Technology & Science

Mars probes to get close-up view of passing comet: Bob McDonald

Seven robotic probes around Mars will turn their cameras skyward this weekend as a comet makes an extremely close pass by the red planet, Bob McDonald writes.

Comet Siding Spring estimated to pass within 132,000 km of Mars on Oct. 19

Astronomer David H. Levy discusses Comet Siding Spring, which will fly within 140,000 km of the red planet Sunday night 4:35

Seven robotic probes around Mars will turn their cameras skyward this weekend as a comet makes an extremely close pass by the red planet.

Then, they will duck and hide.

Comet Siding Spring will pass within 132,000 km of Mars on Sunday, Oct. 19. That distance is closer than our moon is to Earth, which by cosmic standards is as good as a hit. Fortunately, we have a fleet of mechanical eyes on Mars that will have a front-row seat to the spectacle as the comet passes.

Five spacecraft in orbit around Mars — the European Mars Express, India’s Mangalyaan and Nasa’s Mars Reconnaissance Orbiter, Mars Odyssey and the recently arrived MAVEN ​— will turn their cameras outwards to snap images of the celestial visitor, while two rovers on the surface, Curiosity and Opportunity, will get the perspective from the ground.

Their close vantage point is a dangerous place to be as the comet makes its closest approach. As comets near the sun, ices buried within them vapourize, producing ice geysers that blow off the surface and form a long, beautiful tail stretching millions of kilometres into space, giving comets their distinctive angel-hair form. But that tail also includes dust and dirt particles that become cosmic bullets when they hit something like an orbiting spacecraft.

Traveling 56 km/sec

The tail of Comet Siding Spring will sweep right over the entire planet of Mars, traveling at 56 km/sec. To put that in perspective, a rifle bullet travels a little more than 1 km/sec. So even though the dust particles are small, they can do considerable damage at those speeds.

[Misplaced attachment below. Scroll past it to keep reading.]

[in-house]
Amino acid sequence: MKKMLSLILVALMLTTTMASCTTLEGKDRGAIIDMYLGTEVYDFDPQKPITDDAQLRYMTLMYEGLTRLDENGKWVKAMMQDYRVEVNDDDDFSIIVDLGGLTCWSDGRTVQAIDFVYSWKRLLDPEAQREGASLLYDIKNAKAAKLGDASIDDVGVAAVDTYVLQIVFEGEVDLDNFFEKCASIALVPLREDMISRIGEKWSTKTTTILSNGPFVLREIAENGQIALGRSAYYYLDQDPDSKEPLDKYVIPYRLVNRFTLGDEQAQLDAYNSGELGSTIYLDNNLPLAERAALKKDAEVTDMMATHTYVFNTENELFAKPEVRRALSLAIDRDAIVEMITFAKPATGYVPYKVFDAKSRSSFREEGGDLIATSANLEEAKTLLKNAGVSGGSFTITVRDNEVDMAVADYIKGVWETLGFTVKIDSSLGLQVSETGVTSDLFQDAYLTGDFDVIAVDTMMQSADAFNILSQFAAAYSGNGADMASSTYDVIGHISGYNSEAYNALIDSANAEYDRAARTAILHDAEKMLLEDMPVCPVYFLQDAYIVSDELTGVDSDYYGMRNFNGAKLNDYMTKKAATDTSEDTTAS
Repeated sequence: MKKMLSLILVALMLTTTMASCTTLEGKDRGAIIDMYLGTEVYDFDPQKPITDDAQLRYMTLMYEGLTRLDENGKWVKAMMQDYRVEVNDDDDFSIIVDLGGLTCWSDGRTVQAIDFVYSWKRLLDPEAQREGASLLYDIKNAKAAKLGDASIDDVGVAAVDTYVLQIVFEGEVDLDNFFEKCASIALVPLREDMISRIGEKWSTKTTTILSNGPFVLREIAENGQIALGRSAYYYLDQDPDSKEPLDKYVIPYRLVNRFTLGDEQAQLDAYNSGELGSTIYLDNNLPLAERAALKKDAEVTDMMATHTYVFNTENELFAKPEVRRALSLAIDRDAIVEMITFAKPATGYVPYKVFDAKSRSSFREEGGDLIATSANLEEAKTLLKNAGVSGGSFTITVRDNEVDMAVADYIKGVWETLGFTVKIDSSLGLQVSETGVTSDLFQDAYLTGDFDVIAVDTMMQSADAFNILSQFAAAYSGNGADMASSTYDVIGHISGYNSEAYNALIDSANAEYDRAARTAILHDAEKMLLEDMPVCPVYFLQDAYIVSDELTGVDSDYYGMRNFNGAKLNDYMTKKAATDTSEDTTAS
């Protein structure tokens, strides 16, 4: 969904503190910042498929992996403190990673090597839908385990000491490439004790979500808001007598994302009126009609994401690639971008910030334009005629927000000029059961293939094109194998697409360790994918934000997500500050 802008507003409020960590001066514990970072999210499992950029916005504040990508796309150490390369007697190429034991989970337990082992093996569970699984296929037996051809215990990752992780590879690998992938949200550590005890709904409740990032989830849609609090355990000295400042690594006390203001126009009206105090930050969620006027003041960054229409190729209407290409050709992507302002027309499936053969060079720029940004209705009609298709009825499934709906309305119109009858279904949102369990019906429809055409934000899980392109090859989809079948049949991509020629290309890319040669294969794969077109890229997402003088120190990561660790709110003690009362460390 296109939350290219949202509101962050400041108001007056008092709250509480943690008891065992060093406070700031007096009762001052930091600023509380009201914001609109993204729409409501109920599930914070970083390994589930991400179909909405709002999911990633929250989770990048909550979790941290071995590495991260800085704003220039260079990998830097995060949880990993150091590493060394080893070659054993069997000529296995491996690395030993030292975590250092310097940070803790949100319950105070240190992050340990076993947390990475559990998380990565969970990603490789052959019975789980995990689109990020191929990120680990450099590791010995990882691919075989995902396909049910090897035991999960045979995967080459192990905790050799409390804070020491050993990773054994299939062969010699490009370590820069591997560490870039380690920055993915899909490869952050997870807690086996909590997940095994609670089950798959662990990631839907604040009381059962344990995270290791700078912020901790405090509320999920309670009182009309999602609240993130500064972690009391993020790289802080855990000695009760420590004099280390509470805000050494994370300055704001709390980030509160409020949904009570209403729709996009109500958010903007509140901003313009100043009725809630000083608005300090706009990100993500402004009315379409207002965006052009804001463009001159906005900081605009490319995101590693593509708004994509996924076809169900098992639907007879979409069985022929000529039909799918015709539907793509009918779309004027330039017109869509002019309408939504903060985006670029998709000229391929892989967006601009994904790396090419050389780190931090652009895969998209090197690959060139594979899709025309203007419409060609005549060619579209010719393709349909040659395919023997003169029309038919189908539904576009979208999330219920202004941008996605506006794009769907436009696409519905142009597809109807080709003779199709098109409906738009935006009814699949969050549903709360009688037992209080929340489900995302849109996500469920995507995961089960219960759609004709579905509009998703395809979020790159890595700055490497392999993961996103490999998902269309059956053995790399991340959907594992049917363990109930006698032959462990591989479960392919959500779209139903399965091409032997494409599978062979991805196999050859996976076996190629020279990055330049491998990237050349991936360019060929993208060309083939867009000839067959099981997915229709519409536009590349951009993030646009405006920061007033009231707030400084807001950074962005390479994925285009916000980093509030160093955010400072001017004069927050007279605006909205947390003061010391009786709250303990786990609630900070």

To protect their expensive spacecraft, flight controllers have adjusted the orbits such that when the comet tail passes by, all vehicles will be huddled on the opposite side of the planet, using the body of Mars as a shield. The two rovers on the ground will not be blasted, because they are protected by the Martian atmosphere. However, there is a chance they might see some spectacular shooting stars streaking across the sky.

This is a wonderful example of nature providing a free mission to a comet. All we need to do is point our robotic cameras in the right direction and we get a close-up view. Later in November, another European spacecraft called Rosetta, currently in orbit around a different comet, will release a small probe that will land on the comet’s surface to watch the process of gas release as the comet swings around the sun.

Comets are intriguing objects to study because they are very old, dating back to the original giant cloud of gas and dust that gave birth to the sun and all the planets. Think of them as leftover crumbs from baking a cake. Most comets reside in a gigantic cloud well out beyond Pluto, and every now and then one of them gets nudged by the gravity of a passing star and falls in towards our part of the solar system.

Comets may bring life, or death

Siding Spring is a first-time visitor to the inner part of the solar system, so the water and organic chemicals it carries are relics of a time before Earth existed. Some scientists believe comets may have brought the water that fills our oceans and even seeds of life to Earth when it was young.

While comets may have brought life, they have also brought death. This close encounter with Mars is a reminder that planets and large objects from space do occasionally meet, sometimes head-on, with calamitous results. That’s what gave the dinosaurs a bad day 66 million years ago.

After passing Mars, this comet will swing around the sun on Oct. 25, then head back to the remote outer solar system.  It will not pass close to the Earth. But there are many more undiscovered comets and asteroids out there that could head our way, so it’s important that we keep a look out.

About the Author

Bob McDonald is the host of CBC Radio's award-winning weekly science program, Quirks & Quarks. He is also a science commentator for CBC News Network and CBC-TV's The National. He has received 12 honorary degrees and is an Officer of the Order of Canada.


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